Ode to my mom

Carole Quarrrington
Carole A. Quarrington

Today would have been my mother’s 71st birthday. She passed 4 years ago and not a day goes by that I don’t miss her.

Though she never played any instruments, I remember my childhood being filled with music. She’d listen to broadway shows, the Carpenters, Simon and Garfunkel, Cat Stevens, the Moody Blues and she absolutely loved Phil Collins. All a far cry from Irish music but music nonetheless.

My fondest memories of my mother include the time she was driving through town in her 300ZX with the T-roofs off blaring Don’t Worry Be Happy and singing along at the top of her lungs. I have to admit at the time I was hoping she’d be blaring The Rolling Stones or Aerosmith and so I could really impress my friends.

I also remember the time I auditioned for The Boston Conservatory of Music without an ounce of musical training. When I got my rejection letter in the mail my mom marched straight into the Dean’s office with steam coming out of her ears. You could hear her in the hallway as she screamed at them wondering how I was supposed to learn music if they wouldn’t let me in.

My fondest memory of all is the 4th of July. For as many years as I can remember, we spent the 4th of July on the esplanade in Boston awaiting the fireworks and the Boston Pops to play Stars and Stripes Forever (which she dubbed as The Duck Song). We’d sit there all day, my mom and friends would picnic, chat, and drink wine while my sister and I would roller skate around the hatch shell until the moment the fireworks went off. We’d all get together and sing as loud as we can “for a duck maybe somebody’s mother…”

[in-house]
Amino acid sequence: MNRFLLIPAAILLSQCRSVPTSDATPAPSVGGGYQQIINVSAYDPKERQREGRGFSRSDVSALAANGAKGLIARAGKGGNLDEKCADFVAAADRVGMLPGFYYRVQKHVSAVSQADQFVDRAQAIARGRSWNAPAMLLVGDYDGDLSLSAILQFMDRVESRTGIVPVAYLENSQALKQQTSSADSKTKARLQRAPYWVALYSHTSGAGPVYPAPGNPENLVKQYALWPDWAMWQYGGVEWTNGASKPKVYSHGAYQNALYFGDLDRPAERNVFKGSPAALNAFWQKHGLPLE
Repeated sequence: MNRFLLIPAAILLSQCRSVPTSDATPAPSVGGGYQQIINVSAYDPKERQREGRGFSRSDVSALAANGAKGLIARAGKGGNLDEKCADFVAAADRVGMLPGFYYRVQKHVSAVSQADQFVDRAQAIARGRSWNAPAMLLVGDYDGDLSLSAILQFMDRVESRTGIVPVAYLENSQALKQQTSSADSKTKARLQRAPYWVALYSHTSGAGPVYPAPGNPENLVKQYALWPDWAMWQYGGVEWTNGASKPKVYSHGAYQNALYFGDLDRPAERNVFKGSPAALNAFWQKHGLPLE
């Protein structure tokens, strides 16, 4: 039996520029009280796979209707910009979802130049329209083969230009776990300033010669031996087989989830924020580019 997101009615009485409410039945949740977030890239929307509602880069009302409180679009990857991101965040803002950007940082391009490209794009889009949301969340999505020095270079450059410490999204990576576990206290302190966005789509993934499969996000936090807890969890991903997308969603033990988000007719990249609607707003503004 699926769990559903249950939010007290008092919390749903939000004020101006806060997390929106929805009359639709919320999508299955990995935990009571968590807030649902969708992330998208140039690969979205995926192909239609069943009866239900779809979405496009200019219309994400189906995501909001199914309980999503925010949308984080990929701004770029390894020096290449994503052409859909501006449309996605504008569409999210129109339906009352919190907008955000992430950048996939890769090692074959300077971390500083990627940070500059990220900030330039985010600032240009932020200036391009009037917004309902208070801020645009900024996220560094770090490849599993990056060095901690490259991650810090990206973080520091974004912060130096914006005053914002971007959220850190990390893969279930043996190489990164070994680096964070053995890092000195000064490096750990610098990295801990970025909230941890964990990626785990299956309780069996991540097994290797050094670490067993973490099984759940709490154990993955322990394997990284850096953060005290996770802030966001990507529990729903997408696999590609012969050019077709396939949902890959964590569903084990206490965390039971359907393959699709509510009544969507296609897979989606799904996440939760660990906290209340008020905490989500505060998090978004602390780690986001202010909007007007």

So although it’s been hard living without my mother for the past 4 years, today I don’t want to be sad. Today I want to celebrate her birthday and honor her for bringing music into my life the only way she knew how.

I love you and miss you mom. Happy Birthday. This one is for you:

2 thoughts on “Ode to my mom

  1. Your mother was a wonderful person. I’m glad I got to know her. Her compassion made her a good EMT and her ability to make the best out of any situation made her a good co-worker. I think the last time I saw Carole was in 1990, but I still think of her often.
    Her legacy, to us, is you. You’re an amazing woman who, like your mother, is compassionate, and has an uncanny ability to make the best of any situation.
    (That green 300zx was pretty cool)

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